Charley Schaefer

University of York

Charley Schaefer is a soft-matter theorist who develops new models and simulation techniques to study the collective dynamics of complex (bio)molecular systems. He  gained his MSc in Chemical Engineering at the Eindhoven University of Technology in the Netherlands, where he studied the self-assembly of supramolecular polymers for biomedical applications (MRI contrast agent). He then gained his PhD at the Applied Physics department at the same University, where he theoretically studied liquid-liquid phase separation (LLPS) of polymer-based blends in an evaporating solvent for organic solar cells. During his postdoctoral work at the University of Durham and (currently) the University of York, he gained interest in 'intrinsically disordered proteins' owing to both their simularities and differences from common polymers. In particular, he has studied how this class of proteins undergo LLPS and lead to the formation of 'membraneless organelles' in living bacteria to survive anti-biotics, and of 'pyrenoid' structures in algae - which are responsible for 20-30% of global CO2 fixation.  His main interest in IDPs revolves around the flow-induced self-assembly of silk fibres. His interest is to study what properties of silk nature has optimised (processing efficiency and fibre functionality), and how these properties are encoded in the amino-acid sequence. He intends to exploit these new insights to reduce the environmental footprint of the industral spinning process, and to design a novel class of artificial silks.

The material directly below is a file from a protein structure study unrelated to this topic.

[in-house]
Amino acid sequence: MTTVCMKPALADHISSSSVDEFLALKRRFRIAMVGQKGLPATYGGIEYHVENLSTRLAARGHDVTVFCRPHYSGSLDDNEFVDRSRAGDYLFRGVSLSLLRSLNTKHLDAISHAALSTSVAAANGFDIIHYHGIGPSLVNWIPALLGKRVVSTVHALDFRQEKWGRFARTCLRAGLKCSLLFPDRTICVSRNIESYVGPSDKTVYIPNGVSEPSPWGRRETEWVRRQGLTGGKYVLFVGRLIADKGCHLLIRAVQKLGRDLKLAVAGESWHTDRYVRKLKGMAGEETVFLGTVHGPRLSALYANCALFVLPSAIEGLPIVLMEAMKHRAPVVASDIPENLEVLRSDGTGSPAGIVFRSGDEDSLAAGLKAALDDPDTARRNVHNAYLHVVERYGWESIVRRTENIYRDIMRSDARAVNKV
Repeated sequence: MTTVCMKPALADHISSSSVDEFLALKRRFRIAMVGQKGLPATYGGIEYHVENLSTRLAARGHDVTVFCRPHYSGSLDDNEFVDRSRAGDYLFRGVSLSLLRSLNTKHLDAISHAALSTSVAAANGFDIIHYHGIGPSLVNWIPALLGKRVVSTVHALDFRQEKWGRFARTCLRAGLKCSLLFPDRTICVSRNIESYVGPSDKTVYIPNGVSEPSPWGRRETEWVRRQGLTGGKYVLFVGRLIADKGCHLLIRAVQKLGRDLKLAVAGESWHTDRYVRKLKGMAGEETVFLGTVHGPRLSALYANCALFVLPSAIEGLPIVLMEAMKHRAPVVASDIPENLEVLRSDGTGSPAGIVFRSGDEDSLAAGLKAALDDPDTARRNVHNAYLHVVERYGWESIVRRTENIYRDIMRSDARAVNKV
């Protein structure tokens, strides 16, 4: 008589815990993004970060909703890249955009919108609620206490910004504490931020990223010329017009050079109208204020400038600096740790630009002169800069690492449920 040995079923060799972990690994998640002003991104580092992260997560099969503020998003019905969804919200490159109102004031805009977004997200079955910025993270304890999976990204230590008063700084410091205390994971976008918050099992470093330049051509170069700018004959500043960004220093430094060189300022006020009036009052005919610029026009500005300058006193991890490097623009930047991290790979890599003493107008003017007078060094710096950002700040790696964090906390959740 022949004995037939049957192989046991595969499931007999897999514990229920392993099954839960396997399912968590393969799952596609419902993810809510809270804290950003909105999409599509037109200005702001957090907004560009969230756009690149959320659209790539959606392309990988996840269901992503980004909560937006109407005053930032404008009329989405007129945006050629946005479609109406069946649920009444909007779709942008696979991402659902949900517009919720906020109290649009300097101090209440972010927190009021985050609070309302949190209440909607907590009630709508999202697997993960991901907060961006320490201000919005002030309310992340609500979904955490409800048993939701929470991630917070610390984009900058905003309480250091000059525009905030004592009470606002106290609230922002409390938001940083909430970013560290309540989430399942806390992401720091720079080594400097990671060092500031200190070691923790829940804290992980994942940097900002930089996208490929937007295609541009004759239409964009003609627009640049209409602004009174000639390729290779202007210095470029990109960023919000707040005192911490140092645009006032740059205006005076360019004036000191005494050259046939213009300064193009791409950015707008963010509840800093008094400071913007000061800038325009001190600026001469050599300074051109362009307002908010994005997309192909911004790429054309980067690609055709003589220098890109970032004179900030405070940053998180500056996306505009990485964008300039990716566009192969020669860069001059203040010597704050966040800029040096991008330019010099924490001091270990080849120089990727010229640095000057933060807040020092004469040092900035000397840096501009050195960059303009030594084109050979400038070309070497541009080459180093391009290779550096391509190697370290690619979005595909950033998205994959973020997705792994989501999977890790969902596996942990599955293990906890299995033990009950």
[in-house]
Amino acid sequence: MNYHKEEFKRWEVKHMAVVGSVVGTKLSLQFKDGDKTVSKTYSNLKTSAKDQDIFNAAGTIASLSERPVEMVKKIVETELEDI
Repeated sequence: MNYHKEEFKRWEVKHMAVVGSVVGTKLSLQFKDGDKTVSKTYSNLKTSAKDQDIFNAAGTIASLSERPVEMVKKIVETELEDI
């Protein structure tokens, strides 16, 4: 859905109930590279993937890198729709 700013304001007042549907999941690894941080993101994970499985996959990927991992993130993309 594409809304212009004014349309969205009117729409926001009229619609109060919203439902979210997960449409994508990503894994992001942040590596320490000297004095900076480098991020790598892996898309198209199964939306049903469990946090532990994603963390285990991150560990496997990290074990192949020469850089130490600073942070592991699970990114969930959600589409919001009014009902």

Wednesday April 19th

Flow-Induced Self-Assembly of Silk Fibres

Silk fibres have an out-of-equilibrium semi-crystalline structure that emerges in response to shear and extensional flow. This process of natural silk spinning requires orders of magnitude less energy input than for the industrial spinning of synthetic polymer fibres.
By applying the sticky-reptation model to linear viscoelastic data of the silk solution, we discovered that the dynamical response of the disordered protein is akin to that of an associating entangled polymer. To understand how this class of polymers responds to strong flow, we developed a coarse-grained polymer model that describes the intermolecular reversible crosslinks in an effective environment. Through simulations, and supported by analytical approximations, we found that the stochastic opening and closing of reversible crosslinks leads to the emergence of highly disperse dynamical chain conformations. We found that the fraction of highly stretched chain segments, which are needed to nucleate crystals, is finely controlled and optimised by both the molecular design of the polymer and by the flow rate.